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View Diary: Mitt Romney's defense of RomneyCare gives him a broccoli problem (66 comments)

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  •  States have plenary power (7+ / 0-)

    So states can require you to buy broccoli.  Not even controversial.

    On the other hand, it is also not controversial that the Federal government is a government of enumerated powers and therefore cannot do certain things which the states can.

    The "broccoli argument" is a simple illustration of the second fact:  in defending the healthcare law, one must be able to articulate continuing limits on Congressional power under the commerce clause.  

    •  Not controversial? (3+ / 0-)
      Recommended by:
      wsexson, RethinkEverything, hmi

      I know that the state can require me to insure my daughter if she participates in athletics at school (she does),

      I know that they can require me to get physicals for both of my school-aged kids.

      They can even make my buy insurance if I want to drive and get a permit if I want to build a house.

      But -- I don't understand the power that can let them send a cop to my house if I don't buy broccoli.

      Is there any limitation on that power?
      What if I'm allergic to broccoli?
      What if I can't afford to buy broccoli?
      Can I be imprisoned for the simple act of existing without broccoli?

      LG: You know what? You got spunk. MR: Well, Yes... LG: I hate spunk!

      by dinotrac on Fri Feb 25, 2011 at 11:48:40 AM PST

      [ Parent ]

      •  General Police Power (2+ / 0-)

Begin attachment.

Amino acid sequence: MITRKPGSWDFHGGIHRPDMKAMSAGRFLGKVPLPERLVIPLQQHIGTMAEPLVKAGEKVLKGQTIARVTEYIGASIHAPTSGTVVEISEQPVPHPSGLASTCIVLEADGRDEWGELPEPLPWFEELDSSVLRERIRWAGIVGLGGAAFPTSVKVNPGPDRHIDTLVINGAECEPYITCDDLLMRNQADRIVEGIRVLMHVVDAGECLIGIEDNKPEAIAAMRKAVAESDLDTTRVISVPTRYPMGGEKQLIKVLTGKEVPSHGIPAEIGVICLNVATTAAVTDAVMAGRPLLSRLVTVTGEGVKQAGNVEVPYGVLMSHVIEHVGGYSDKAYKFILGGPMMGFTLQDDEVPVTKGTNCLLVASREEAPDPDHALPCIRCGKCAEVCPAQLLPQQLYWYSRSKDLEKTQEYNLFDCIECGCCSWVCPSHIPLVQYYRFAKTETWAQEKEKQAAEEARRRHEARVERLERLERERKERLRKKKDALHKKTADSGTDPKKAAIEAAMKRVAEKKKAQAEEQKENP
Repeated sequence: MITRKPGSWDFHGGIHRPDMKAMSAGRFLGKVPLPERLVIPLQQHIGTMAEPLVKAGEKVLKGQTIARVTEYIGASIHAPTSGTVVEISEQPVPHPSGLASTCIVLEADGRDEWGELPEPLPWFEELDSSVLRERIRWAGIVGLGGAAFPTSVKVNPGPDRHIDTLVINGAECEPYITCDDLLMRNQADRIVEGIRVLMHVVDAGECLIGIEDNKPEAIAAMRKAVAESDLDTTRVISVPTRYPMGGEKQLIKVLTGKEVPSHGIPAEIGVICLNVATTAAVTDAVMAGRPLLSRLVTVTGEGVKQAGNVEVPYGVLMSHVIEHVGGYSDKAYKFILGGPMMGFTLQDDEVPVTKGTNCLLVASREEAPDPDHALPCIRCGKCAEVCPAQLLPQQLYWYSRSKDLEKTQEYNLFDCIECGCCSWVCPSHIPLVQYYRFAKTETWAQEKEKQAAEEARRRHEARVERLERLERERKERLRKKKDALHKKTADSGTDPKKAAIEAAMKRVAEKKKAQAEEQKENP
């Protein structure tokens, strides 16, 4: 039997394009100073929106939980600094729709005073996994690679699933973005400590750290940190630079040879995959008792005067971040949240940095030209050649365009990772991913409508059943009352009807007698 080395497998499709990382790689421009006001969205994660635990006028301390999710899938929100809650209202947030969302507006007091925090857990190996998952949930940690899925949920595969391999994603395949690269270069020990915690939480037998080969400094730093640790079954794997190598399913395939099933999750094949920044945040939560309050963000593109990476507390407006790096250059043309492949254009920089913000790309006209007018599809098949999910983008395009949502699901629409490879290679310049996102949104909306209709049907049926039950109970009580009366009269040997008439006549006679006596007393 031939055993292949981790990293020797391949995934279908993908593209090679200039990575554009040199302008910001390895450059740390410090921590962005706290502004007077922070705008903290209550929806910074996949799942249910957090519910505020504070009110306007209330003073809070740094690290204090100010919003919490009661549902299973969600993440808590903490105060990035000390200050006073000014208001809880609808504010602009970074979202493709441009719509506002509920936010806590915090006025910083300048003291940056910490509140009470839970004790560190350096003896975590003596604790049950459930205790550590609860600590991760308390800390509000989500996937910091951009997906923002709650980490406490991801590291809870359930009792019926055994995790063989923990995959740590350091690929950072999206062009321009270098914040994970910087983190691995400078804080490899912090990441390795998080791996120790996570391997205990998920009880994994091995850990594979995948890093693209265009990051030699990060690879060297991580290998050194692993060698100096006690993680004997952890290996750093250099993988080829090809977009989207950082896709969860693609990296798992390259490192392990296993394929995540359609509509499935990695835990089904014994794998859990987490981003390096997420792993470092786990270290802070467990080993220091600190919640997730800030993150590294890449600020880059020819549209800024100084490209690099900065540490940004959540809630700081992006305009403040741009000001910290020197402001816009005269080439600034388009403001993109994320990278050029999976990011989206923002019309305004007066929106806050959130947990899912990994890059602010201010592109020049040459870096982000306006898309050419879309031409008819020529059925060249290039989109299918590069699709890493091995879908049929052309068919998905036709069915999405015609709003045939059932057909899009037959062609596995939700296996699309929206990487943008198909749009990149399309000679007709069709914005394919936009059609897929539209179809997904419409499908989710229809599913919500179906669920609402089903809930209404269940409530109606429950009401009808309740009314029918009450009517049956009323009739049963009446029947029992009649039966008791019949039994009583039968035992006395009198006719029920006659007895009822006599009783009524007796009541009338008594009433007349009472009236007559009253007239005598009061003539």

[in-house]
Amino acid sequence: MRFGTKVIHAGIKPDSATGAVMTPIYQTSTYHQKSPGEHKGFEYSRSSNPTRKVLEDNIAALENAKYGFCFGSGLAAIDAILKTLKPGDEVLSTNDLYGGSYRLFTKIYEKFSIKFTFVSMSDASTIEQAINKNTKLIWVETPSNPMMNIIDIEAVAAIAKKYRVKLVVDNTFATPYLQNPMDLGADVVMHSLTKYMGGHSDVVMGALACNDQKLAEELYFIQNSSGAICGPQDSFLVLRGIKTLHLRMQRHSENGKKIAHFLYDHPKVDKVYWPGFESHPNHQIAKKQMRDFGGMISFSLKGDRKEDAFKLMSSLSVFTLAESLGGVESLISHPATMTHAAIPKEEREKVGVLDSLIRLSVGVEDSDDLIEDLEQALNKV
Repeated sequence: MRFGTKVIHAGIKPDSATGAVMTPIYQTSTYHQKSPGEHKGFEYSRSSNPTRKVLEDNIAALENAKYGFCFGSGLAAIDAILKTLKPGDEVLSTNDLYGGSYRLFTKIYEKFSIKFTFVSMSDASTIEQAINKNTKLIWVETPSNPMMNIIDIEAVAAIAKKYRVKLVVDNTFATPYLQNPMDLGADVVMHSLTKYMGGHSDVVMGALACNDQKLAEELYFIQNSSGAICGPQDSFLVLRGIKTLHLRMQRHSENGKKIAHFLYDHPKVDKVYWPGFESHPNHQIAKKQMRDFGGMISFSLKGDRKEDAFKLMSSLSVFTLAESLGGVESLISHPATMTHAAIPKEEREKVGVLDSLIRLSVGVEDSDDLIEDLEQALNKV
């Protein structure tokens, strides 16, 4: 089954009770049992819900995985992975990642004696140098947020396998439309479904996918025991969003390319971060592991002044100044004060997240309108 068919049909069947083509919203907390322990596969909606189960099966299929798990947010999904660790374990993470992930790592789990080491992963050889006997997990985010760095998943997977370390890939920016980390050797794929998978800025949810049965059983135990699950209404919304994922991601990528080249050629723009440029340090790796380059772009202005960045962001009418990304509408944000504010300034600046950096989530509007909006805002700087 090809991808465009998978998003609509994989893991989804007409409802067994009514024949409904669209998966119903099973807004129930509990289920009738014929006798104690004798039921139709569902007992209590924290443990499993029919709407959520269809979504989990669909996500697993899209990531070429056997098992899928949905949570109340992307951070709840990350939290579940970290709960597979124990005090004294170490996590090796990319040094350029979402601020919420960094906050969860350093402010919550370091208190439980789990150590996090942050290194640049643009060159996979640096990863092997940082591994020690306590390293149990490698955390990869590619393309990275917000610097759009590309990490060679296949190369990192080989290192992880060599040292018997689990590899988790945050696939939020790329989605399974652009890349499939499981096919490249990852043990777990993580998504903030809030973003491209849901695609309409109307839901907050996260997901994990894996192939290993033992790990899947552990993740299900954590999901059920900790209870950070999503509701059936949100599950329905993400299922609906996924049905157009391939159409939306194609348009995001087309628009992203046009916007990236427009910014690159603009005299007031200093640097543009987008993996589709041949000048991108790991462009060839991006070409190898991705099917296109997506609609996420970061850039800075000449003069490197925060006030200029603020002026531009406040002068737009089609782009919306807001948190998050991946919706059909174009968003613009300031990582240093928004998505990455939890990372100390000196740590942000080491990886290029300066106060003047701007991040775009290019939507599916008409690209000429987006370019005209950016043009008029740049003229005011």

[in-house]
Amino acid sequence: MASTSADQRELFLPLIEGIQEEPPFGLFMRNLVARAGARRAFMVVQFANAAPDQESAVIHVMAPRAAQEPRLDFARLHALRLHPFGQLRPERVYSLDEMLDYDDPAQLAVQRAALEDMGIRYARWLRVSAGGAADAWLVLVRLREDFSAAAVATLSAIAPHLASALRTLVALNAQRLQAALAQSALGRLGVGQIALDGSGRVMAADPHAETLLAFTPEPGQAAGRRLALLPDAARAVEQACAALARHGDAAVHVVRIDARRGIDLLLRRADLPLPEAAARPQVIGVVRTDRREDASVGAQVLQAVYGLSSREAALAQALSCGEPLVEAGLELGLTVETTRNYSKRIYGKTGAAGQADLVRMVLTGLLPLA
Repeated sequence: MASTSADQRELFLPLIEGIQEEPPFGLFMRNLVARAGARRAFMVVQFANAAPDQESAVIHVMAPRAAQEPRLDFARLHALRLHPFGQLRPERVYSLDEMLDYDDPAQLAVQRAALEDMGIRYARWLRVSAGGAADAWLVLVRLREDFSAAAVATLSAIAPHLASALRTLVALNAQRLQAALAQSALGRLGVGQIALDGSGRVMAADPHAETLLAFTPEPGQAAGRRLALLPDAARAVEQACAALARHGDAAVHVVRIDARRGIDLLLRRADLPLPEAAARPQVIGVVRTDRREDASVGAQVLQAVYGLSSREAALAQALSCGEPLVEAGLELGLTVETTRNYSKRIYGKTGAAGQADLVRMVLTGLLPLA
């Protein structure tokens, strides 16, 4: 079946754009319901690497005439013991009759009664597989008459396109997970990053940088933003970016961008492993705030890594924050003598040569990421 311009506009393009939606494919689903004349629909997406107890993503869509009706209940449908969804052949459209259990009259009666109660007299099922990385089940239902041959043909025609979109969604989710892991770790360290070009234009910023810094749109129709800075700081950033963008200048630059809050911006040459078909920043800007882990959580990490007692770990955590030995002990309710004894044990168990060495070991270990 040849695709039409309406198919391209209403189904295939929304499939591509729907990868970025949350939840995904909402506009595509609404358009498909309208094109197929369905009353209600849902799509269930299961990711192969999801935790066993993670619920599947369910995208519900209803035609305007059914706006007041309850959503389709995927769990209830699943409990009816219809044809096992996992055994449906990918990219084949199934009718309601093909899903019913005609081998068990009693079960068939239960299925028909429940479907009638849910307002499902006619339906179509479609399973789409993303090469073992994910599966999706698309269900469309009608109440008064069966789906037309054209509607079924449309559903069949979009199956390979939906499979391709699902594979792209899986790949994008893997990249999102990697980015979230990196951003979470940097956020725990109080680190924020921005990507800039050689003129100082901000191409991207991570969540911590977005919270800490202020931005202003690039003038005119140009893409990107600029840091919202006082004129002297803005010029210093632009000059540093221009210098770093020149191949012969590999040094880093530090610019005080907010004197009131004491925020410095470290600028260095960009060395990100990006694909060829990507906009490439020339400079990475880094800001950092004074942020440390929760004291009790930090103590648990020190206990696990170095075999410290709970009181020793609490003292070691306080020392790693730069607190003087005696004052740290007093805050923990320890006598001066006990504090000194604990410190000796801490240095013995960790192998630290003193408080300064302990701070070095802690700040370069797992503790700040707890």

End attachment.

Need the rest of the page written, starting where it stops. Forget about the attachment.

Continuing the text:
Recommended by:
        SMWalt, hmi

        The states have general power to do anything except where:

        (1) specifically forbidden by the Constitution (e.g. states cannot coin money)

        (2) generally forbidden by the Constitution (e.g. the First Amendment prohibitions on restricting freedom of speech)

        or

        (3) forbidden by the relevant State Constitution.

        Economic regulations of the you must or may not buy x variety are reviewed under the rational basis test; which means (usually) that if anyone can think of a rational reason why the law should exist, it does not offend the Constitution.

        So, the states can (absent a provision of the state constitution which says otherwise)  require you to buy broccoli or get vaccinated or the items in your list.  All of these things are ultimately from the same source of general police power.  

        •  Do you have an example of a state that (0+ / 0-)

          has required people to buy something for the simple act of being that has withstood Supreme Court scrutiny?

          The Massachusetts mandate would come under that category, but I'm not aware of it coming before the Supreme Court.

          That obviously would not include something like car insurance -- which is a pre-requisite for the grant of a privilege.

          Vaccinations for school-aged children come pretty close, because kids are almost required to go to school (and, honestly, in most places, only almost required to get vaccinated).

          LG: You know what? You got spunk. MR: Well, Yes... LG: I hate spunk!

          by dinotrac on Fri Feb 25, 2011 at 12:37:50 PM PST

          [ Parent ]

      •  Most state constituions limit their power (0+ / 0-)

        But the point is there is no federal constitutional limitation on the state power, other than those enumerated.  So, if the state constitution allows it, the state could force you to buy broccoli.  Or not eat meat on Fridays presumably.  

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